And it is here that Newt, for all his sound and fury, signifies nothing. He proposes to give seniors “the option to choose, on a voluntary basis, either to remain in the existing program or to transition to a more personalized system in the private sector, with greater options for better care.” But that’s exactly what seniors have today: They can choose between traditional, 1965-vintage Medicare (Parts A and B), or choose a more market-oriented version called Medicare Advantage (Part C).
As the Wall Street Journal puts it, Gingrich’s approach to our most important fiscal challenge is “merely a gloss on Medicare Advantage, which has done some modest good . . . but without turning the fiscal battleship.” Indeed, in a Friday interview with Ben Domenech, Gingrich conceded that his program is designed as a modest tweak to Medicare Advantage, and decried Ryan’s plan as “suicidal”:
What I was saying [about Paul Ryan’s plan] was in answer to a very specific question, which was: If there’s a program which is very, very unpopular, should Republicans impose it, and my answer was, no! When we passed welfare reform, 92 percent of the country favored it, including 88 percent on welfare. Reagan ran to be a popular president, not to maximize suicide . . .
So, let’s take the example. Where I think Ryan’s onto something I actually support, which is that you ought to have a premium-support option, I wouldn’t do it in ten years, I would do it next year, but I would do it as a voluntary program. And then I would go to the insurance industry and say to them, “Is there a way you could make a premium-support option really desirable?” Well it turns out that Medicare Advantage has 25 percent of the market despite the opposition of the bureaucracy. So if you had a bureaucracy that favored market-oriented systems, you might actually get to 50 percent much faster than you think.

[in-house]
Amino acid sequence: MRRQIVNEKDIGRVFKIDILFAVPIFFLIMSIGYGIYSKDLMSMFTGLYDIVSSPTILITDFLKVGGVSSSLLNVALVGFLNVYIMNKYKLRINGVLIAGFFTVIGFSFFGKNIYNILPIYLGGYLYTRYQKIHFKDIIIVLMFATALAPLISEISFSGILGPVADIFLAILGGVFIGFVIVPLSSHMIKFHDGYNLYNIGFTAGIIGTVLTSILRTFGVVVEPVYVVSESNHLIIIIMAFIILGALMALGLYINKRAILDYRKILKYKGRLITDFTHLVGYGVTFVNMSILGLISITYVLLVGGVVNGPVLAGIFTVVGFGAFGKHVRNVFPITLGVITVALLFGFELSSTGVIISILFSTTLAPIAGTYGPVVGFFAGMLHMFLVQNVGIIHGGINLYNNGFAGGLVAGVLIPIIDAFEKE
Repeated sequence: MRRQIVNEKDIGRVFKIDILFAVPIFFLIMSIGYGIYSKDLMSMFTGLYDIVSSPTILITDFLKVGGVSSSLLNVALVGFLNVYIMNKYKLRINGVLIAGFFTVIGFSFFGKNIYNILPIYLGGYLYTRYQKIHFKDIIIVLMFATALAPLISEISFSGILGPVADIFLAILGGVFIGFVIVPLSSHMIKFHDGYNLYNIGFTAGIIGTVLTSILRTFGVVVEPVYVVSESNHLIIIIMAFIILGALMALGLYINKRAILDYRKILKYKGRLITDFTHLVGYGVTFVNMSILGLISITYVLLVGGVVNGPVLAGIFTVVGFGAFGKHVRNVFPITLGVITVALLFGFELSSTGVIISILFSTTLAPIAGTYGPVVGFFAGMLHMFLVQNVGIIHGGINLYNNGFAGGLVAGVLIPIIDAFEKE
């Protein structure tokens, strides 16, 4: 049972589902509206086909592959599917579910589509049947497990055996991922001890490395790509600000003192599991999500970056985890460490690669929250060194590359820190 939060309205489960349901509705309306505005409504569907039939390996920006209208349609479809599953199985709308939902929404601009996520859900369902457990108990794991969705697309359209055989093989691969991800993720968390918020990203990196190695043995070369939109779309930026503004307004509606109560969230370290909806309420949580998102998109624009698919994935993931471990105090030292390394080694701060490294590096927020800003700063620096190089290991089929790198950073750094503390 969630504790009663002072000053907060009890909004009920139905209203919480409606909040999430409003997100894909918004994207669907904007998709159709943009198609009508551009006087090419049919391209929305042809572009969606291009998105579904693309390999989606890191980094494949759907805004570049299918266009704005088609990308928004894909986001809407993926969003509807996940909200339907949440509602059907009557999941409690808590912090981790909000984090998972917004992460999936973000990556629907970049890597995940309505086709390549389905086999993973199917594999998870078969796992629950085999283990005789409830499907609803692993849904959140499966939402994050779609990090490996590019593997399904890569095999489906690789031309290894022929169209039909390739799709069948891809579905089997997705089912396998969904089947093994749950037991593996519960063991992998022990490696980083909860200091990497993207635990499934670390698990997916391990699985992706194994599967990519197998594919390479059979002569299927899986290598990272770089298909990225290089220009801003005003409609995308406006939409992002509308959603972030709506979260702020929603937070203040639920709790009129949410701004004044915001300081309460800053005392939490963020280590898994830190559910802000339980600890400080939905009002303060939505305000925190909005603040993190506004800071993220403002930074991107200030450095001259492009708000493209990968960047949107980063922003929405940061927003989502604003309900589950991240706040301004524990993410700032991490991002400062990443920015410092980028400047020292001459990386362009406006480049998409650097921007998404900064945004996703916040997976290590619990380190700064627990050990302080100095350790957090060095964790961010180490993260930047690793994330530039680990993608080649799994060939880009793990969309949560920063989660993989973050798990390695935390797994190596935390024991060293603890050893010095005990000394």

This sounds nice in theory, but as a matter of policy, it’s wrong. Medicare Advantage has 25 percent of the market in part because, prior to Obamacare, the government paid 14 percent more for a senior in Medicare Advantage than for one in traditional Medicare. (Obamacare significantly trimmed this subsidy.) Medicare Advantage has many qualities, but it has not reduced Medicare spending at all.
So why does Newt think his plan is an improvement? “If [retirees] select the personalized system, beneficiaries would receive support to cover their private-sector premiums. Giving all seniors the option to choose their insurance provider will improve price competition and help lower costs for the program.”
But this isn’t true. If you give seniors a choice between a fully subsidized government-run program and a partially subsidized private-sector program, the vast majority will choose the greater subsidy. Premium-support plans will always be at a structural disadvantage compared with fully subsidized, traditional Medicare. Gingrich’s proposal, such as it is, would doom premium support to failure.
If you really want to give people the choice between a Ryan-style system and traditional Medicare, the only plausible way to do so is to adopt competitive bidding, an approach advocated by Yuval Levin, Reihan Salam, and others. It’s an approach that Mitt Romney recently has signaled some interest in. But Gingrich is expressly opposed to this idea, because he sees it as too politically risky.
Mark Steyn once called Gingrich “a lily-livered ninny whom everyone thinks is a ferocious right-wing bastard.” Mitt Romney gets criticized for moving rightward since he was governor of Massachusetts. But when it comes to Medicare reform, the nation’s greatest fiscal challenge, Gingrich has in fact moved leftward. In 1993, he advocated a full-on, Swiss-style voucher system for Medicare; today, Ryan’s far milder plan is too radical for Newt’s tastes.
To give credit where it is due, Gingrich did pass landmark welfare-reform legislation in 1996. Today, though Social Security poses a far lesser danger to the nation’s long-term fiscal stability, Gingrich’s plan for Social Security reform is bold and attractive.
Former congressman Chris Shays (R., Conn.) probably captured the strength and weakness of Newt best in comments to Bolduc: “He’s a true entrepreneur in the classic sense. You can launch the business, but you can’t necessarily run it.” Gingrich brought us a once-unimaginable House GOP majority but ended up using that majority to expand, rather than shrink, the size of government.
There can be little doubt that a Gingrich presidency would bring us more of the same: sudden, dramatic shifts in policy strategy, with a lot of overheated rhetoric, undermined by unilateral legislative concessions. Newt Gingrich would tarnish the conservative brand for a generation. Republicans can, and must, do better.
Editor’s note: This article has been amended since its original posting.